Are We Allowed to Believe?

My car battery died today.

The thing is, I knew it was coming. The car isn’t old, just a 2016, but it was taking two tries to get it started. We’d looked up the make and model online and found that battery issues were common.

Still, I kept driving. I hoped the spot it died in would not be too inconvenient. Leaving a surgeon’s office on a visit, it finally refused to start.

Val picked me up and, a few hours later, AAA sent out a service guy and he replaced the battery. The procedure was simple enough. It could only happen after death, though. And it could only happen with a cost.

Photo by Hilary Halliwell on Pexels.com

I grew up with a system of belief. It took a few decades of life to knock that down and rebuild it into something more genuine, a faith more connected to the reality of struggle and suffering.

These past few weeks we’ve seen the country torn apart. All sides of the issue are still fighting. We’ve dug in, more divided than before. Our labels carry so much weight. Our political leanings drive nails of darkness into our identity.

One cannot be seen as simply one thing. Conservatives become fascists. Liberals become socialists. Support the police, support movements for social change. Support the misrepresented and underrepresented.

Do these things and you will be hated.

So, why believe?

Why pick a side?

Why stand up for anything when it will cost you friendships, relationships, maybe even employment?

If there is anything to believe in, it is this:

Believe in change.

Believe in grace.

Believe in large holiday dinners again, the smell of cooking ham and potato filling, deserts and coffee.

Believe in the human spirit.

Image from USA Today

Look in the eyes of our children and believe that love can be taught, tolerance can be learned, courage can be embraced and the foundation laid deep in their hearts because, one day, they’ll run the world.

Believe in freedom. Believe that struggles will pass, that poverty and sickness can be overcome. Believe that your story is not over.

Believe that the sun will rise on endless dark nights. Believe that raging fires can be walked through, that heat is only temporary.

Believe that generations of hate can be overcome. Believe that systems can change, that nothing is forever and new ideas can heal old wounds.

Someone may not have told you this is a long time, but:

You can dream.

It may not feel right, but you can dream. You can look forward to a different future.

You can hope.

You can live with a renewed strength.

2020 so far, has been a year of dealing with our illnesses. From the physical side to societal pains. Exposure of deep wounds, of those struggling and left in the wake of rampant self-centered drive. As much as companies are racing for treatments and vaccines, as much as a slow roll of political change is sounding, we must be willing to continue the work. Not just on ourselves and our families, but our jobs and our community.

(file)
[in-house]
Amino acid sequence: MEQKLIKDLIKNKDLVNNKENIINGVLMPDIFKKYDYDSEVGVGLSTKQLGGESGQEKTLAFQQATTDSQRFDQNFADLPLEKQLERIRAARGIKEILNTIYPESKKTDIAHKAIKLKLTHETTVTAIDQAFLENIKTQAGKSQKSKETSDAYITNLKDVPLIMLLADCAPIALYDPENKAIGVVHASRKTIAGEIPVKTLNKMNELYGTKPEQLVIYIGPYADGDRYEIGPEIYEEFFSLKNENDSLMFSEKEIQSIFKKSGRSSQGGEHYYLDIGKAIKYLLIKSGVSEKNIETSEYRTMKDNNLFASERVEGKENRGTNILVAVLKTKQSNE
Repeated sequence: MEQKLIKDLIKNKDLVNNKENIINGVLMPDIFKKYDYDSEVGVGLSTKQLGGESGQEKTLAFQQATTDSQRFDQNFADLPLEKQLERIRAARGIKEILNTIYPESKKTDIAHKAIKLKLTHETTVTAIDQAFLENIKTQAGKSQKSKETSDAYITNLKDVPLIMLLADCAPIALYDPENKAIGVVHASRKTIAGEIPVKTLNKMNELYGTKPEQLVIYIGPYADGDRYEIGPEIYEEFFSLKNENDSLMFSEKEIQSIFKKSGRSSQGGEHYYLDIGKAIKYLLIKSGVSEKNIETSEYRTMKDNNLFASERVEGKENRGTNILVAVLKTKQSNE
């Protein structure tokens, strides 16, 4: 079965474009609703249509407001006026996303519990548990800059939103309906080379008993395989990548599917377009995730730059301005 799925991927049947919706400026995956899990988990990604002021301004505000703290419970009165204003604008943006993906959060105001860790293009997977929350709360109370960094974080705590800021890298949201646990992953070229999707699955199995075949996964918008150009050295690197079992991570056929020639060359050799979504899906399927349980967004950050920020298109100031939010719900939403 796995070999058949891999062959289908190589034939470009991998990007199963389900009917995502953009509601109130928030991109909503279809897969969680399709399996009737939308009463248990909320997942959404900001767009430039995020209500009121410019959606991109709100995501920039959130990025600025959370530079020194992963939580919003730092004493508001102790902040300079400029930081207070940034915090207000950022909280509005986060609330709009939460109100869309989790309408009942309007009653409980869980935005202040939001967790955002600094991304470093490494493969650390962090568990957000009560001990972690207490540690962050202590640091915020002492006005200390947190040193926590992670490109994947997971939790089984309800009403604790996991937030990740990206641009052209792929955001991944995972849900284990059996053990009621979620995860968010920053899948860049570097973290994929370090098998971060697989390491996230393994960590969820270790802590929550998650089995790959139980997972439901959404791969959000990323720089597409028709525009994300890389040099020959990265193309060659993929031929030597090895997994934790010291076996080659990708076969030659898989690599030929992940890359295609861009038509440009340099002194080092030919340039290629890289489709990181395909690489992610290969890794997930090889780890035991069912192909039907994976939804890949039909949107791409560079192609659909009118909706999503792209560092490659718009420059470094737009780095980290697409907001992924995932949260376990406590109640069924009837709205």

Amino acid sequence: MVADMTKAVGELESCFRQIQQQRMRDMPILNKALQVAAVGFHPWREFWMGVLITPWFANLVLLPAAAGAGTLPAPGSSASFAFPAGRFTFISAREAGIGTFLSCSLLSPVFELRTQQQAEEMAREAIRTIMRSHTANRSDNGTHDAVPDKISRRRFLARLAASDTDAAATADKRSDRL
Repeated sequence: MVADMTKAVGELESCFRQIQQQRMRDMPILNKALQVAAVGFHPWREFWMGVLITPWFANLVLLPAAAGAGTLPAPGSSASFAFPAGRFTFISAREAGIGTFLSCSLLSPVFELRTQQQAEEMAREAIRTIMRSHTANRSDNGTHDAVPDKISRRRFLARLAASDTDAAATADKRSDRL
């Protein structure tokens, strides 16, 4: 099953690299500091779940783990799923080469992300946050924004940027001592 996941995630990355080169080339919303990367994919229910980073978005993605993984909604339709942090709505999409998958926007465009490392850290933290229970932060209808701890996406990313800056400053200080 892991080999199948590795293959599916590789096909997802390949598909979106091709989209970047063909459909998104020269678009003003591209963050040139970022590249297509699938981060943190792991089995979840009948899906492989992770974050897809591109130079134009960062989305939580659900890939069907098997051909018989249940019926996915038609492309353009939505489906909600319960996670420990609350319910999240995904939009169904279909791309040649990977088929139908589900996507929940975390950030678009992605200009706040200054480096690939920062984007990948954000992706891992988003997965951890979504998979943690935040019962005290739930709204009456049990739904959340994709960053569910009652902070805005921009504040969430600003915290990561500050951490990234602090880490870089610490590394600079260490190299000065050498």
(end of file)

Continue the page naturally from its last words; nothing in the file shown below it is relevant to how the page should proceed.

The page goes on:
All of creation demands a response.

But some of the Pharisees in the crowd said to Him, “Teacher, rebuke Your disciples!” “I tell you,” He answered, “if they remain silent, the very stones will cry out.” 

Luke 19: 40

The stones are crying out.

What if everything so far has led to 2020?

And now the time is yours.

Regret

In high school, I was on the Mock Trial team and I loved it. I was a lawyer for all four years of my time and lead attorney for the last two. I found I’d enjoyed speaking in front of people, the analysis that came from the legal process, and the chance to spin a story for an audience.

The last day of our last trial, the team adviser came up to me in the hallway of the courthouse.  He was an actual attorney in the county, a younger guy, and he shook my hand.  He looked at me and said,

“You should really consider law school.”

I laughed.  My mind flashed with images of defending criminals and what would happen when I lost?  Then it flipped to putting people in jail and what would happen when they were released?  Of course time, cost, and effort played into the idea.

In the end, I didn’t go.

pexels-photo-340981

That conversation was a crossroad, one of the many we face in life.  The idea had been offered.  What if I’d taken it and followed?  How would life be different?  Where would I be a decade into a law career?

Now I have friends who are lawyers and I’ve known others.  It’s not all the glamour of the many television shows out there. It can lead to success and burnout, victories and defeat. Was it to be a part of my story that I’d never followed?  I’ll never know.

Regret is chasing memories.

Add in traumatic memories and you create a dangerous combination.

A shard of pain can stick like a nail in wood. Addictions swirl into long term substance abuse and manipulation. Emotional and physical abuse. Control. Mental games of chess.

Trauma creates an unbalanced ledger.  Our souls respond in kind.

Cancer, for example, can paralyze a person in fear and motivate another to live their best life. An abusive relationship can send one into a spiral of darkness while another may be inspired to take back their life and set up healthy boundaries.

Our lives are filled with mirror moments. We stand in spots where we are called to make a choice, to look at ourselves and see who we really are.

We all see the signs.  Some recognize them instantly, some miss, and others will only see them years later. We all need clarity in our lives.

As the year turns and a new decade dawns, I pray you experience this in your life. May 2020 be the best ever.  No matter where you are in your journey, I pray for bigger and better things, for fulfillment, for physical and mental health.  I pray you are bigger than your emotions and you can stand strong when the waves come.

Spend your energy making memories, not chasing them.  You’ll be surprised at what follows.